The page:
"Psychoanalysis has demonstrated the ambiguous nature of our thinking processes. Indeed, the power of rationalization, this counterfeit of reason, is one of the most puzzling human phenomena. If we were not accustomed to it, man's rationalizing effort would clearly appear to us as similar to a paranoid system. The paranoid person can be very intelligent, make excellent use of his reason in all areas of life except in that isolated part where his paranoid system is involved. The rationalizing person does exactly the same. We talk to an intelligent Stalinist who exhibits a great capacity to make use of his reason in many areas of thought. When we come to discuss Stalinism with him, however, we are suddenly confronted with a closed system of thought, the only function of which is to prove that his allegiance to Stalinism is in line with and not contradictory to reason.
He will deny certain obvious facts, distort others, or, inasmuch as he agrees to certain facts and statements, he will explain his attitude as logical and consistent.
He will at the same time declare that the fascist cult of the leader is one of the most obnoxious features of authoritarianism and claim that the Stalinist cult of the leader is something entirely different, that it is the genuine expression of the people's love for Stalin. When you tell him that is what the Nazis claimed too, he will smile tolerantly about your want of perception or accuse you of being the lackey of capitalism. He will find a thousand and one reasons why Russian nationalism is not nationalism, why authoritarianism is democracy, why slave labor is designed to educate and improve anti-social elements. The arguments which are used to defend or explain the deeds of the Inquisition or those used to explain racial or sex prejudices are illustrations of the same rationalizing capacity.
The degree to which man uses his thinking to rationalize irrational passions and to justify the actions of his group, shows how great the distance which man has still to travel in order to become Homo Sapiens. But we must go beyond such an awareness. We must try to understand the reasons for this phenomenon lest we fall into the error of believing that man's readiness for rationalization is a part of "human nature" which nothing can change.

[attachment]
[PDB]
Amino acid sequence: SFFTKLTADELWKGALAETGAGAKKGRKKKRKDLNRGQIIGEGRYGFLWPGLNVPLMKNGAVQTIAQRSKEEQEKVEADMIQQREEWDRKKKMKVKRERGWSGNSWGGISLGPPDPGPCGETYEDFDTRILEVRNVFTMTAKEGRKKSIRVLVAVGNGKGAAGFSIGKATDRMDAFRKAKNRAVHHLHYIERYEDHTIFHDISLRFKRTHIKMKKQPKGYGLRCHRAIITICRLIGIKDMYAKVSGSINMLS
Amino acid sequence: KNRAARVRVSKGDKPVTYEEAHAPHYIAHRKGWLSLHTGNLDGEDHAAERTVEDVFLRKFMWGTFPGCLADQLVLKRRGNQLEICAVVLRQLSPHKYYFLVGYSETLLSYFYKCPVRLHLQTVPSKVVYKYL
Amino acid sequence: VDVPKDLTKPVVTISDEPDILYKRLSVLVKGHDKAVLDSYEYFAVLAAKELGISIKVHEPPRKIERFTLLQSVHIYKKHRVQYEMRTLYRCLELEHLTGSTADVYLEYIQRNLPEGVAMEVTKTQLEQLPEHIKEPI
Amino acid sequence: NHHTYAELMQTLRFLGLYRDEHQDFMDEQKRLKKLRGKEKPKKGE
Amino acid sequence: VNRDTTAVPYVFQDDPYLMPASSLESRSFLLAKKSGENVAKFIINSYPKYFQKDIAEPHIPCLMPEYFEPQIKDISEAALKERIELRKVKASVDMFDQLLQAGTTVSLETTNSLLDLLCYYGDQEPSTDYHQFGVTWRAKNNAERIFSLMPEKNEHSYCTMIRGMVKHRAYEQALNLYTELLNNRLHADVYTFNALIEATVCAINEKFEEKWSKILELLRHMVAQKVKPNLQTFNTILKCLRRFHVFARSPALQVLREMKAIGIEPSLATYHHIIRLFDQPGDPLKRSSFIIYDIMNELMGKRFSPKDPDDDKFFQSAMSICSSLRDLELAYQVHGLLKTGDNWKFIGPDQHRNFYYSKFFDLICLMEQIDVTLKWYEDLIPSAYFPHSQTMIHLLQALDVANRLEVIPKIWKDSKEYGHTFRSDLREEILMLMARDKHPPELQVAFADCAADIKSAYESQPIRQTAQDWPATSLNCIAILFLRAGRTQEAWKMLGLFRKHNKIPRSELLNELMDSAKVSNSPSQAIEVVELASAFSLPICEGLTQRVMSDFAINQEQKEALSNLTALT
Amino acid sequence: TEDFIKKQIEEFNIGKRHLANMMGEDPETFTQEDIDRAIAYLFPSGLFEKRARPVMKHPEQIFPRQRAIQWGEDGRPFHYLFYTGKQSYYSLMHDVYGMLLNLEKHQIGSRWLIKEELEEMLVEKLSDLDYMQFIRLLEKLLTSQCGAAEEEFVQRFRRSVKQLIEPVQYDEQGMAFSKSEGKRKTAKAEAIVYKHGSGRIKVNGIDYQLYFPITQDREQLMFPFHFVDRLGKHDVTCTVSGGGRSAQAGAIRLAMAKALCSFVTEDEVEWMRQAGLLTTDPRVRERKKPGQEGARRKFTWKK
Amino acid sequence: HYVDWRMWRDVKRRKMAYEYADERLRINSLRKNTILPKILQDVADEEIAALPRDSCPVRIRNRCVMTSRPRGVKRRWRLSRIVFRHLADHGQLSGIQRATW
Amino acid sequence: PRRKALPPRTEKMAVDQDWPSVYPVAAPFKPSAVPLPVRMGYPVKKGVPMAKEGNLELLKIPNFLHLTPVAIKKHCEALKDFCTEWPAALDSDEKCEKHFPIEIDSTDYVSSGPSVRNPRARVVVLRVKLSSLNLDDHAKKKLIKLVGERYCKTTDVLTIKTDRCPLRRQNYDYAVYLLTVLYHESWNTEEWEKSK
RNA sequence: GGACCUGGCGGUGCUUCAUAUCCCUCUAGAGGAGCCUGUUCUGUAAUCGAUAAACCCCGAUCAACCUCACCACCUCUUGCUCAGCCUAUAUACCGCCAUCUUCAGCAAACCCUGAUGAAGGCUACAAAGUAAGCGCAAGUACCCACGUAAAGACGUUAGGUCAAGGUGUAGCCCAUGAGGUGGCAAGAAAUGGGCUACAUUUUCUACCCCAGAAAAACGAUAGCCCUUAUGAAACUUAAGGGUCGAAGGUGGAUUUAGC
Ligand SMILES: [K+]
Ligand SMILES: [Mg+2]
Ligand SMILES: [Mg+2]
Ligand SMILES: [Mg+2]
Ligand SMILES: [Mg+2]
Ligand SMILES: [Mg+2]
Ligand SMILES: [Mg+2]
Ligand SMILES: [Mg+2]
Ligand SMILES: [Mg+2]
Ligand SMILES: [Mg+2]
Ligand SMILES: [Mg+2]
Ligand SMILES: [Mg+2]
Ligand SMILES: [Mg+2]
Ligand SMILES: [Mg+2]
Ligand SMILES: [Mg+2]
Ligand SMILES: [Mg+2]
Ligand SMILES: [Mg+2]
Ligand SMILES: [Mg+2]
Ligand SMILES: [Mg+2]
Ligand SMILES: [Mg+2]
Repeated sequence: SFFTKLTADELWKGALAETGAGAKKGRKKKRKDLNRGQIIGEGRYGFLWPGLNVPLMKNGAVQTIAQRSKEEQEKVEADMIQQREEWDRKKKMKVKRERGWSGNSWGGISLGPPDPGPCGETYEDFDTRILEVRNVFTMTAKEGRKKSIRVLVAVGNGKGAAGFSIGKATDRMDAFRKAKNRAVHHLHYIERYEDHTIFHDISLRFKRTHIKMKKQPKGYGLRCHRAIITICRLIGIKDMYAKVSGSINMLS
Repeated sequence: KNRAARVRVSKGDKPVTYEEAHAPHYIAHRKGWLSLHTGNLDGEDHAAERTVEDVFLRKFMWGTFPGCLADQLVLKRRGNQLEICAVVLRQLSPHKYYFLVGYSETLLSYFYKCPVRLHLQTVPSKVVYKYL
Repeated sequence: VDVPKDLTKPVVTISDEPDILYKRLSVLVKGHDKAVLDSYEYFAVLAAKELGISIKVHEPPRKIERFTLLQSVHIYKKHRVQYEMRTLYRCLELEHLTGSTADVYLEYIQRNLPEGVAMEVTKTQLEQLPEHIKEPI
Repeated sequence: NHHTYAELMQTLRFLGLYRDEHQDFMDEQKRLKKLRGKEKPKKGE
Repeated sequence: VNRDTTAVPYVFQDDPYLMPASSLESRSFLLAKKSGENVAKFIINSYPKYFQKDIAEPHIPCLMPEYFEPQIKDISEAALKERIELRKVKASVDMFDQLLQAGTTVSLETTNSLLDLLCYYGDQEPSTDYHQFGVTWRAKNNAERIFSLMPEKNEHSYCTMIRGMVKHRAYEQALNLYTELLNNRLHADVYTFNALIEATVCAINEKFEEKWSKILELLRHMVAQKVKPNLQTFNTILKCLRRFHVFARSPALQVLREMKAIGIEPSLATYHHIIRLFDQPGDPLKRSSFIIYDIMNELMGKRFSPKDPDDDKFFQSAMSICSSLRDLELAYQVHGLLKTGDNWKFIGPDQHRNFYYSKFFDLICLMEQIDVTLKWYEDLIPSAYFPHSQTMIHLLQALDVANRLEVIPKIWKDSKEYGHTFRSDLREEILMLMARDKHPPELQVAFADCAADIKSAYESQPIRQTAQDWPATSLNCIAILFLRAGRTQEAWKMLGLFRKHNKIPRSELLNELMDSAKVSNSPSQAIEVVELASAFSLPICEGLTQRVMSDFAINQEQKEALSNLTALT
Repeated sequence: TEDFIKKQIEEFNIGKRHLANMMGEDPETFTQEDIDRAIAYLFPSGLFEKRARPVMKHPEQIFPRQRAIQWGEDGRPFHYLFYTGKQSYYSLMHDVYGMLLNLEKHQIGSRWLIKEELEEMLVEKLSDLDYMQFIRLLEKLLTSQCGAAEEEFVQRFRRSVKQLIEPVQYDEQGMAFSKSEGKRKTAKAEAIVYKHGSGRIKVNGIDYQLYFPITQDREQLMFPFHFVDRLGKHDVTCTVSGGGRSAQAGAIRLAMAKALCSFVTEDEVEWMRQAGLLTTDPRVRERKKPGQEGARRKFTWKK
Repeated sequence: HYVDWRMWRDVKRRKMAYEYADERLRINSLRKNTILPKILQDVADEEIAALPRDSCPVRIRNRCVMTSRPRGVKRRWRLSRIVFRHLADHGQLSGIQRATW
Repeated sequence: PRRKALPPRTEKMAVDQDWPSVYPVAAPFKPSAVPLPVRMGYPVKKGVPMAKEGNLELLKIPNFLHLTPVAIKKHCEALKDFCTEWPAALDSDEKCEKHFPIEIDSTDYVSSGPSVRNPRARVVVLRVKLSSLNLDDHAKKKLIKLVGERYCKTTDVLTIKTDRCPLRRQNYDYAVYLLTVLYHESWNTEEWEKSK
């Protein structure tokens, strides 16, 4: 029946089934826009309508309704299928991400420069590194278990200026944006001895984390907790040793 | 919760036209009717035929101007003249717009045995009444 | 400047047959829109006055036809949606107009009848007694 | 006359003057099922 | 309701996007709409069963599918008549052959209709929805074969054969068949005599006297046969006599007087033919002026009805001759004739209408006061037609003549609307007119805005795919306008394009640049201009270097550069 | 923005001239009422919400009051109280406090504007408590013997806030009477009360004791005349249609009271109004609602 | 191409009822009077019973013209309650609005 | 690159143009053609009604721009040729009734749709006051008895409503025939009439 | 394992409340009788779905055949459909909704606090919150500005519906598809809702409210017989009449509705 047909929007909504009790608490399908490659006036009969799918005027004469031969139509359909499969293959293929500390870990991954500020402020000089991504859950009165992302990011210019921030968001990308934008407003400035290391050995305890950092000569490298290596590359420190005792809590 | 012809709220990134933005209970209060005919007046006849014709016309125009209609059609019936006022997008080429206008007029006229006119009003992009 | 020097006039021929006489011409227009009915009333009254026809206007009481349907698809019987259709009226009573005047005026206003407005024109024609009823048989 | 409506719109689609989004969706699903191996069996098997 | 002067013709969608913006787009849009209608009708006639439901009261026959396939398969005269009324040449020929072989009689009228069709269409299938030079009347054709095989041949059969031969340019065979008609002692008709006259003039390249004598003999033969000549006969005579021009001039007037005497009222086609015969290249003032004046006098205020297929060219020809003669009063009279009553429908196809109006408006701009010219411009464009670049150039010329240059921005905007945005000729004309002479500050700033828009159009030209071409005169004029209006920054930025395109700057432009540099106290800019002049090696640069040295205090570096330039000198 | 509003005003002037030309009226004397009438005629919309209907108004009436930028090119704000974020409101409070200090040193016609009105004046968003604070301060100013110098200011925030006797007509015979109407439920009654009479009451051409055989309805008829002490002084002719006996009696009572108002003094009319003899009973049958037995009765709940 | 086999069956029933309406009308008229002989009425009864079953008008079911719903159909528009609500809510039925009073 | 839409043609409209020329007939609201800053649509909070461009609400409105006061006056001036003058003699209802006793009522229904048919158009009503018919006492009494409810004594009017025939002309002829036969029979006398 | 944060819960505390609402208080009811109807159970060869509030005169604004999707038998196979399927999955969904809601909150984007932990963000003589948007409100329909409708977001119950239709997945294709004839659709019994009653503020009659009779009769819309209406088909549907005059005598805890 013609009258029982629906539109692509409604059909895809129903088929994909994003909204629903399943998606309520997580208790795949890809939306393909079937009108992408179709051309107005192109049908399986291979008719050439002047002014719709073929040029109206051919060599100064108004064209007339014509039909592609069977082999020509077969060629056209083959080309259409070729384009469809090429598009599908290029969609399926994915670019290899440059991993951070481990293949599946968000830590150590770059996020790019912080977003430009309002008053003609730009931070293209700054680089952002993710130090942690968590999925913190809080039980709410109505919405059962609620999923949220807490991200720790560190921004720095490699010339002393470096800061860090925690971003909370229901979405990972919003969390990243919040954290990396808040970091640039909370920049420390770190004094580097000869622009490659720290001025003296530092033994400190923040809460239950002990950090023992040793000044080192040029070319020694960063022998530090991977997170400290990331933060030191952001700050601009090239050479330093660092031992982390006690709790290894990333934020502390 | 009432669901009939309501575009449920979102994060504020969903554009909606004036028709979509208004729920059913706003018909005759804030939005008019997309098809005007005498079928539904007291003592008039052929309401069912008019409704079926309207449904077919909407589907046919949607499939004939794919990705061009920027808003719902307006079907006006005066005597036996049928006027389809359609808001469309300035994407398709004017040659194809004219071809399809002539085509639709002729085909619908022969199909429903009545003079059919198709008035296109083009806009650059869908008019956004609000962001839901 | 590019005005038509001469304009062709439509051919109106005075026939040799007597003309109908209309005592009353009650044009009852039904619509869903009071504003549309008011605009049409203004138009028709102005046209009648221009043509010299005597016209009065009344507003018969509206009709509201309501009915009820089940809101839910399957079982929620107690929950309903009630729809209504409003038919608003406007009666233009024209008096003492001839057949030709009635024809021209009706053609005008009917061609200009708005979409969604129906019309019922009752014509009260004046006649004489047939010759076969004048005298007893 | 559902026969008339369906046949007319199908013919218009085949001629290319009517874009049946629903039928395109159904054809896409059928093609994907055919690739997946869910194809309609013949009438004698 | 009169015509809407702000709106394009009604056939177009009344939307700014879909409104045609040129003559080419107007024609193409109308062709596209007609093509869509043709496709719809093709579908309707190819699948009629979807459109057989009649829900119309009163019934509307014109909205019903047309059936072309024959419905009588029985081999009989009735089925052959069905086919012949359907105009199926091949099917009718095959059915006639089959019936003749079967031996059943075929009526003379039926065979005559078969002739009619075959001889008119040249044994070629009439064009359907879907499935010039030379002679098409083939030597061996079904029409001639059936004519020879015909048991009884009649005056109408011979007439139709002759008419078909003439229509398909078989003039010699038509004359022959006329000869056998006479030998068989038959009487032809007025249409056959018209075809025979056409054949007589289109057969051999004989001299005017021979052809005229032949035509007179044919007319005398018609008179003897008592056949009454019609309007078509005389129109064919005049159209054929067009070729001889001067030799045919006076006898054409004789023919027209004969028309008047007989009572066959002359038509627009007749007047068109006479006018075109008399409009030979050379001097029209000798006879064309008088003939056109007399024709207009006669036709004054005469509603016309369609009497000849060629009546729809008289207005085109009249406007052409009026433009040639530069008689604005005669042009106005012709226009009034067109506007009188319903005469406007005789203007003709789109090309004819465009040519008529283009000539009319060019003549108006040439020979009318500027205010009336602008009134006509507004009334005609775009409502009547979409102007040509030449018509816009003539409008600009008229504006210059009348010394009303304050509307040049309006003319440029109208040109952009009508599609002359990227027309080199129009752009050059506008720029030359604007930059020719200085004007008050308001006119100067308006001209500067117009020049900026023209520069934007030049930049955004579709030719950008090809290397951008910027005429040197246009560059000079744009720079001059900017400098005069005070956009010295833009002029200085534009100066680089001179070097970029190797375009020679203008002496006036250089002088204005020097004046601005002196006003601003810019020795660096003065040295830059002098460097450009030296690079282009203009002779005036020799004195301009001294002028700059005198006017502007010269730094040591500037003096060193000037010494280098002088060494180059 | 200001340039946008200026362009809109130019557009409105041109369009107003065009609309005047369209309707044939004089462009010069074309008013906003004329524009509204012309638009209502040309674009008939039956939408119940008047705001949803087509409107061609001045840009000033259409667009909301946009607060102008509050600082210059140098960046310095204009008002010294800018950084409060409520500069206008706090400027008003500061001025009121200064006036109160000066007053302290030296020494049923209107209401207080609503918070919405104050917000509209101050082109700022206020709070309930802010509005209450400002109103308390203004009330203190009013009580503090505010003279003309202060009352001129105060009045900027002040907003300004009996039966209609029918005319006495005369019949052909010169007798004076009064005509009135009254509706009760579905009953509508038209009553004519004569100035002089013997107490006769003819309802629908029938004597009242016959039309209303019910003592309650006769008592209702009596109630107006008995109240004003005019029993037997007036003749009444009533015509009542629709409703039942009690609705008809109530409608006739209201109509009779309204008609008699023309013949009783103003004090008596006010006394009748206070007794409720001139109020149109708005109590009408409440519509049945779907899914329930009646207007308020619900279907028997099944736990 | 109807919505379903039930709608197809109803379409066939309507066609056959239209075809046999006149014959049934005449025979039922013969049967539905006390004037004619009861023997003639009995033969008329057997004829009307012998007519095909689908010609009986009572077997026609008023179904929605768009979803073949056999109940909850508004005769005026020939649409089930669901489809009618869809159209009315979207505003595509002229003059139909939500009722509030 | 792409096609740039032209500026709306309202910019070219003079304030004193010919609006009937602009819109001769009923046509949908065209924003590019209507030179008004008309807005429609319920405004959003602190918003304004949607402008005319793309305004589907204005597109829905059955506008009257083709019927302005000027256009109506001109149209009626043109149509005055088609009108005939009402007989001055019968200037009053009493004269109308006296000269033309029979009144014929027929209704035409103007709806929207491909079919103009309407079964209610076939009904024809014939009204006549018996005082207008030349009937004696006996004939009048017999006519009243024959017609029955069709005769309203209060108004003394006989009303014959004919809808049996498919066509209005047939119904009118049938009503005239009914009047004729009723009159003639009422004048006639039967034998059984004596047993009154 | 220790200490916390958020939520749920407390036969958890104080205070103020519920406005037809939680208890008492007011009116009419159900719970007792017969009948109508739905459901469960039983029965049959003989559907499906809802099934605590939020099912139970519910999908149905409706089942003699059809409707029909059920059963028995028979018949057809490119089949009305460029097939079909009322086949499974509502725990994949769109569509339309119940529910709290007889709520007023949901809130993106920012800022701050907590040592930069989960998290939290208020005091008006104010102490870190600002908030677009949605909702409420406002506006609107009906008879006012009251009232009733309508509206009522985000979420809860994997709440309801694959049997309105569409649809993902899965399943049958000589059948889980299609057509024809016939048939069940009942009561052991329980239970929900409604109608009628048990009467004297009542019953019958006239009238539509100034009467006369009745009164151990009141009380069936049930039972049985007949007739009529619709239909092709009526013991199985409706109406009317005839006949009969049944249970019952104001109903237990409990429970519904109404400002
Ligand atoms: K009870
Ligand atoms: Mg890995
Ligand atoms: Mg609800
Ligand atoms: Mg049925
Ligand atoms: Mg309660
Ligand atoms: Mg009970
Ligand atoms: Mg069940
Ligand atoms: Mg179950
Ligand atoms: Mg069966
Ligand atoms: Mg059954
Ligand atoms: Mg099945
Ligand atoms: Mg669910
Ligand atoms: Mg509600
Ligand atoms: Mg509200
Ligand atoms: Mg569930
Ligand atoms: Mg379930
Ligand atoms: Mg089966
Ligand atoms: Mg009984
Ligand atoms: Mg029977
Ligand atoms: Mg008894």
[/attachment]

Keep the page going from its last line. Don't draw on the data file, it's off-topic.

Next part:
Man by origin is a herd animal.
His actions are determined by an instinctive impulse to follow the leader and to have close contact with the other animals around him. Inasmuch as we are sheep, there is no greater threat to our existence than to lose this contact with the herd and to be isolated. Right and wrong, true and false are determined by the herd. But we are not only sheep. We are also human; we are endowed with awareness of ourselves, endowed with reason which by its very nature is independent of the herd. Our actions can be determined by the results of our thinking regardless of whether or not the truth is shared by others.
The split between our sheep nature and our human nature is the basis for two kinds of orientations: the orientation by proximity to the herd and the orientation by reason. Rationalization is a compromise between our sheep nature and our human capacity to think. The latter forces us to make believe that everything we do can stand the test of reason, and that is why we tend to make it appear that our irrational opinions and decisions are reasonable. But inasmuch as we are sheep, reason is not our real guide; we are guided by an entirely different principle, that of herd allegiance.
The ambiguity of thinking, the dichotomy between reason and a rationalizing intellect, is the expression of a basic dichotomy of man, the coextensive need for bondage and freedom. The unfolding and full emergence of reason is dependent on the attainment of full freedom and independence.
Until this is accomplished, man will tend to accept for truth that which the majority of the group wants to be true; his judgment is determined by the need for contact with the herd and by fear of being isolated from it.
A few individuals can stand this isolation and say the truth in spite of the danger of losing touch. They are the true heroes of the human race, but for whom we should still be living in caves......"
Psychoanalysis and Religion
1950, Erich Fromm
Chapter III, An Analysis of Some Types of Religious Experience